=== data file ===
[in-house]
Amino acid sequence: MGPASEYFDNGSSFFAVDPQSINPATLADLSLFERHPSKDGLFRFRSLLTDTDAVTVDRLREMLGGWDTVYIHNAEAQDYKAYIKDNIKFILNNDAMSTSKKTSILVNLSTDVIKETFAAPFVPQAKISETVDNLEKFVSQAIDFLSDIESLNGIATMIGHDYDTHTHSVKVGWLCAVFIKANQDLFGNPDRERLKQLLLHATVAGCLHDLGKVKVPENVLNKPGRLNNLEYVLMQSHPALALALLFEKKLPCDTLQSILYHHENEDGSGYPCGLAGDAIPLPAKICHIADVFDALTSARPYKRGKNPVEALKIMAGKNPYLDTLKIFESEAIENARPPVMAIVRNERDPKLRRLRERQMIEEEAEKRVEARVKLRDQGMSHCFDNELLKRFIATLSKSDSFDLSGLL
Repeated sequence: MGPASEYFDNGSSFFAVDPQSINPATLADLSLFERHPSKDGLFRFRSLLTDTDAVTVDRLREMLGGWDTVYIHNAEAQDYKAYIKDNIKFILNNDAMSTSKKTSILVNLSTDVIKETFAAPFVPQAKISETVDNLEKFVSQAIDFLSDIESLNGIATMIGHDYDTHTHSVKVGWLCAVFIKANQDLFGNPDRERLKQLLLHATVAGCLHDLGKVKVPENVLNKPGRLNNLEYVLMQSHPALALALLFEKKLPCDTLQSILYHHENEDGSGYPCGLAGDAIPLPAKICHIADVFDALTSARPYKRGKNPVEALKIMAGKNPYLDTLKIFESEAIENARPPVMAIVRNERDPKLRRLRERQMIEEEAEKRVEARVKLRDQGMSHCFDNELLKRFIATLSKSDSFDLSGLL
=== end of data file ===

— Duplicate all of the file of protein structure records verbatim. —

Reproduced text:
[in-house]
Amino acid sequence: MGPASEYFDNGSSFFAVDPQSINPATLADLSLFERHPSKDGLFRFRSLLTDTDAVTVDRLREMLGGWDTVYIHNAEAQDYKAYIKDNIKFILNNDAMSTSKKTSILVNLSTDVIKETFAAPFVPQAKISETVDNLEKFVSQAIDFLSDIESLNGIATMIGHDYDTHTHSVKVGWLCAVFIKANQDLFGNPDRERLKQLLLHATVAGCLHDLGKVKVPENVLNKPGRLNNLEYVLMQSHPALALALLFEKKLPCDTLQSILYHHENEDGSGYPCGLAGDAIPLPAKICHIADVFDALTSARPYKRGKNPVEALKIMAGKNPYLDTLKIFESEAIENARPPVMAIVRNERDPKLRRLRERQMIEEEAEKRVEARVKLRDQGMSHCFDNELLKRFIATLSKSDSFDLSGLL
Repeated sequence: MGPASEYFDNGSSFFAVDPQSINPATLADLSLFERHPSKDGLFRFRSLLTDTDAVTVDRLREMLGGWDTVYIHNAEAQDYKAYIKDNIKFILNNDAMSTSKKTSILVNLSTDVIKETFAAPFVPQAKISETVDNLEKFVSQAIDFLSDIESLNGIATMIGHDYDTHTHSVKVGWLCAVFIKANQDLFGNPDRERLKQLLLHATVAGCLHDLGKVKVPENVLNKPGRLNNLEYVLMQSHPALALALLFEKKLPCDTLQSILYHHENEDGSGYPCGLAGDAIPLPAKICHIADVFDALTSARPYKRGKNPVEALKIMAGKNPYLDTLKIFESEAIENARPPVMAIVRNERDPKLRRLRERQMIEEEAEKRVEARVKLRDQGMSHCFDNELLKRFIATLSKSDSFDLSGLL